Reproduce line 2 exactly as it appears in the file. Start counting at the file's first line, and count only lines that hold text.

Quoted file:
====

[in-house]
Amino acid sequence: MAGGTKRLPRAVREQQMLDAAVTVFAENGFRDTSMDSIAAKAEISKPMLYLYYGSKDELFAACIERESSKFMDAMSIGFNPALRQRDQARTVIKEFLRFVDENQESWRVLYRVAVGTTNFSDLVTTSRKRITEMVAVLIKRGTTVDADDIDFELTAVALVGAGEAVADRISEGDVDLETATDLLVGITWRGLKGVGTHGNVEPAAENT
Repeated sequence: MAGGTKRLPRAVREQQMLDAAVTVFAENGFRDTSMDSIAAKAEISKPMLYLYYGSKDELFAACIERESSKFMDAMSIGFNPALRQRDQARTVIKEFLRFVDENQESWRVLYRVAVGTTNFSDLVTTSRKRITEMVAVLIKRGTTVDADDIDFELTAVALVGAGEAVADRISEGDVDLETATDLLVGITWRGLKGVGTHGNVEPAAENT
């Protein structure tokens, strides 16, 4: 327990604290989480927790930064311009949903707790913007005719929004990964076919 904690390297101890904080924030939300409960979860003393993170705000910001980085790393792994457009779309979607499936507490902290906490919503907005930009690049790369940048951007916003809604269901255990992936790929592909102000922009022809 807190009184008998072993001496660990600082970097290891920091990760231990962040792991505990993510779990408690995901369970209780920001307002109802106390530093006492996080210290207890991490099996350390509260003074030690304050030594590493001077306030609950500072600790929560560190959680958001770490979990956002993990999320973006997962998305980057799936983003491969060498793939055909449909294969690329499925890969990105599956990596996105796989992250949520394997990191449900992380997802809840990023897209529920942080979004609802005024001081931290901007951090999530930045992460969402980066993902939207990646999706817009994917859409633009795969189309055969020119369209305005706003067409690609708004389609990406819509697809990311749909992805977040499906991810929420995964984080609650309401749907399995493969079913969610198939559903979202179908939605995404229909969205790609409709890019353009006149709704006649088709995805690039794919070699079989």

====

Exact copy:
Amino acid sequence: MAGGTKRLPRAVREQQMLDAAVTVFAENGFRDTSMDSIAAKAEISKPMLYLYYGSKDELFAACIERESSKFMDAMSIGFNPALRQRDQARTVIKEFLRFVDENQESWRVLYRVAVGTTNFSDLVTTSRKRITEMVAVLIKRGTTVDADDIDFELTAVALVGAGEAVADRISEGDVDLETATDLLVGITWRGLKGVGTHGNVEPAAENT